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Title: Anti-filarial drug discovery : targeting the Wolbachia endosymbiont
Author: Clare, R.
Awarding Body: University of Liverpool
Current Institution: University of Liverpool
Date of Award: 2019
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The diseases onchocerciasis and lymphatic filariasis (LF) are a leading cause of global morbidity affecting over 85.5 million people throughout the tropics. Clinical pathology for these diseases ranges from localised pain to hydrocele, lymphoedema and elephantiasis for LF and skin disease to blindness for onchocerciasis. Both filarial diseases are caused by parasitic filarial worm infections. Treatments for these diseases are limited to just three drugs (ivermectin (IVM), albendazole (ALB) and diethylcarbamazine citrate (DEC)), all of which principally kill only the larval stages (microfilaricidal) of these worms leaving adult worms able to re-populate the microfilarial (mf) reservoirs and subsequently continue the transmission cycle. Macrofilaricidal drugs which target the adult stages are urgently needed to aid elimination. The Anti-Wolbachia Consortium (A·WOL) is working on such treatments by targeting the endosymbiotic bacteria which reside within the filarial worms. Clinical field trials have provided proof of concept evidence of targeting Wolbachia with the antibiotic doxycycline. However, doxycycline requires a prolonged treatment course of 4-6 weeks and is contraindicated in pregnancy and children under 8 years old, therefore there is an urgent need for repurposed or novel drugs with a shorter treatment timeframe and utility in excluded populations. This study presents the development of a high content screen which enabled a 25-fold increase in throughput in screening capacity for the A·WOL drug discovery programme, from 1,000 to 25,000 compounds per month. This screen was instrumental in allowing the programme to initiate a medicinal chemistry 'hit to lead' and lead optimization development programme. Following this assay development, a collaboration with A·WOL and AstraZeneca allowed for a paradigm shift in the evolution of this screen to an industrial scale high-throughput assay (HTS). This validated assay was used to screen over 1.8 million compounds: 1.3 million from the AstraZeneca collection and 0.5 million from the Medicines for Malaria Venture (MMV). This HTS resulted in ~20,000 'hit' compounds with anti-Wolbachia activity. Triaging of the compounds was carried out through secondary dose response screens of ~6,000 compounds followed by further triaging through both bioinformatic assessment as well as tertiary larval (mf) testing. The resultant hit chemotypes were tested within a newly developed time kill assay validated as part of this study. This assay identified 5 novel chemotypes with faster acting anti-Wolbachia activity than the existing portfolio of A·WOL drugs and lead candidates.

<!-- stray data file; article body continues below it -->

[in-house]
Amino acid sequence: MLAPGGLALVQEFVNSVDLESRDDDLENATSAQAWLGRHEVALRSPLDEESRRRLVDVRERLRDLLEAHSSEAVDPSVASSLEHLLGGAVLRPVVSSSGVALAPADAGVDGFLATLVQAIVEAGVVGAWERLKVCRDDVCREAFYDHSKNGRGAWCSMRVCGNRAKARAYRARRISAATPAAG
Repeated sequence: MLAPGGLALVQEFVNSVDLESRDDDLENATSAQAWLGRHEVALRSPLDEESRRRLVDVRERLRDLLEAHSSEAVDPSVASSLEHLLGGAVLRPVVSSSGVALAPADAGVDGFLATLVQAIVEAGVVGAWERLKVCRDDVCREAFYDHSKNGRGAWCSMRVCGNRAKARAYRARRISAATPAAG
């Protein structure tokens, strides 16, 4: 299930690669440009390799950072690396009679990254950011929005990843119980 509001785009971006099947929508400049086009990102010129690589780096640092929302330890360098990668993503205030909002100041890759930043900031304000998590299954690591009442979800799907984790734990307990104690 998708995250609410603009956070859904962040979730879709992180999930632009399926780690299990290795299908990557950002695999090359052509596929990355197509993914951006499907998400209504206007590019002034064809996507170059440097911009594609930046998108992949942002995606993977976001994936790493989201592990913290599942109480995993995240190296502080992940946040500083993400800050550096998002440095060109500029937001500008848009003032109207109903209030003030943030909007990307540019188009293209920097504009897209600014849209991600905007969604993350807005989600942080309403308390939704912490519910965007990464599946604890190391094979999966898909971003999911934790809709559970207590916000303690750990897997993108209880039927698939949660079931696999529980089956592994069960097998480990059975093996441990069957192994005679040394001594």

Supervisor: Mark, Taylor ; Stephen, Ward ; Giancarlo, Biagini Sponsor: Not available
Qualification Name: Thesis (Ph.D.) Qualification Level: Doctoral